by Gabe Beita Kiser
BMW has played Dr. Frankenstein with the new 8 Series Convertible, attempting to bring back from the dead a vehicle that took its last breath almost two decades ago. Such endeavors seldom end well for the one conducting the experiment - nor the innocent townsfolk nearby - but somehow, the German manufacturer has made mad science look… sexy. The new 8 Series is utterly gorgeous, sporting a convertible model that the original never managed to deliver on; and, it performs as well as it looks. The 4.4-liter twin-turbo V8 develops a monstrous 523 horsepower and 553 lb-ft of torque than careens the full-size luxury convertible down the road at break-neck speeds. And to round it out, it comes standard with a variety of M Sport features that give it incredible handling for a vehicle of its size. It may have taken a while, but BMW has finally delivered up a worthy rival to the Mercedes-Benz S-Class Convertible, and we couldn't be more excited to see how it handles the competition.
The 8 Series is all-new for 2019, having last been seen in 1999. But unlike the first generation 8, this time around there's a convertible. Everything is new, and it's now the halo convertible of the BMW range, at least until the boys at M get their hands on the 8 Series Convertible.
See trim levels and configurations:
|M850i xDrive Convertible||
4.4L Twin-Turbo V8 Gas
Replacing the recently departed 6 Series Coupe, Gran Coupe, and Convertible, the newly revived 8 Series takes the larger convertible's shark-like styling and evolves it for the newer, more luxurious model. The traditional BMW kidney grilles take center stage on the front fascia above the wide maw of the air intakes, with full-LED headlights wrapped aggressively around the sleek edges of the hood. These slender lights are equipped with BMW's LaserLight technology. The taillights make use of LED lights, too, with a pair of chrome-tipped exhausts rounding out the equally aggressive rear fascia. The Convertible receives a power-operated folding soft-top roof to let the wind in on the GT experience.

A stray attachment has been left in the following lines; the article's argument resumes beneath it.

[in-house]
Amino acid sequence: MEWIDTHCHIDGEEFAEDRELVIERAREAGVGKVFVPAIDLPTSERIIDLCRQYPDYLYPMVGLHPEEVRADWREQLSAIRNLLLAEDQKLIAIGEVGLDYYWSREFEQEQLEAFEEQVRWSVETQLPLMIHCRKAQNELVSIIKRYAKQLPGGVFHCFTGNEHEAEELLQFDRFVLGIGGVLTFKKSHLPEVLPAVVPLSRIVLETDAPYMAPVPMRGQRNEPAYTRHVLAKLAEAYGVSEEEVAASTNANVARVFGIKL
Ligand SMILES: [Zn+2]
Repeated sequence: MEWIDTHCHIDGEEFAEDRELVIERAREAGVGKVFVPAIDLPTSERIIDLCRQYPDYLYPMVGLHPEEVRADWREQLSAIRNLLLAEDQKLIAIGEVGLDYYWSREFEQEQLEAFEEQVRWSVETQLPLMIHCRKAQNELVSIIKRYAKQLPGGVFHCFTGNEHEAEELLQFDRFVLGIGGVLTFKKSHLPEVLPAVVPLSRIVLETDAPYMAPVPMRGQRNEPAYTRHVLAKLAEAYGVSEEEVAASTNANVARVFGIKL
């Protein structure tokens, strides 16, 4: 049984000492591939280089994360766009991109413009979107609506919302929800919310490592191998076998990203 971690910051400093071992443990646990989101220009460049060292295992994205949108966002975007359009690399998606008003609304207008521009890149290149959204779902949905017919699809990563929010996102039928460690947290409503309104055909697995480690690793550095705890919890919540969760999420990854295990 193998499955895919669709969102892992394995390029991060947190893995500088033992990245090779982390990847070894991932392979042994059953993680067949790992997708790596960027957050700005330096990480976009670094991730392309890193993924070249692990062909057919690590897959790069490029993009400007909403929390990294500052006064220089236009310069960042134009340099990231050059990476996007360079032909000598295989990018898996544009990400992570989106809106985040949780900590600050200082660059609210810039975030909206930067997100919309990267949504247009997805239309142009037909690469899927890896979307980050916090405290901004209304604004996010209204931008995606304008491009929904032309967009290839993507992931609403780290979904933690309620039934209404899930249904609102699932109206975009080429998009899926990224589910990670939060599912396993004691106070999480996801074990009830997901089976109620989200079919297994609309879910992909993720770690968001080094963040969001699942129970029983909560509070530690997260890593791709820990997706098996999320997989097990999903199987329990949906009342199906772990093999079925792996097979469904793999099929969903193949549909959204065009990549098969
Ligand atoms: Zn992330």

Despite slimming down on the dimensions of the 6 Series, the 8 Series still boasts an impressive figure. With an overall height of 52.7 inches, the aggressively stanced convertible has only five inches of ground clearance. Crouched like the predator it is, it measures 191.2 inches in length, with a wheelbase of 111.1 inches. Without mirrors, it has a width of 74.9 inches. Not surprisingly, these dimensions, paired with a weighty V8 engine, give the vehicle quite a bit of heft, with a 4,736-lb curb weight.
A single engine is offered on the 8 Series Convertible, but what an engine it is. The 4.4-liter twin-turbo V8 presents drivers with a truly breathtaking 532 hp and 553 lb-ft, which is directed to all four wheels at all times. Rowing the gears with seamless aplomb is an eight-speed ZF-sourced automatic transmission. Unsurprisingly, this purring beast can be made to growl with zeal as you bring the athletic convertible to 60 mph in a cool 3.8 seconds. This impressive acceleration lends itself to excellent merging and passing power on the highway, and you'll barely even notice traffic lights around town as you pick up pace in the blink of an eye.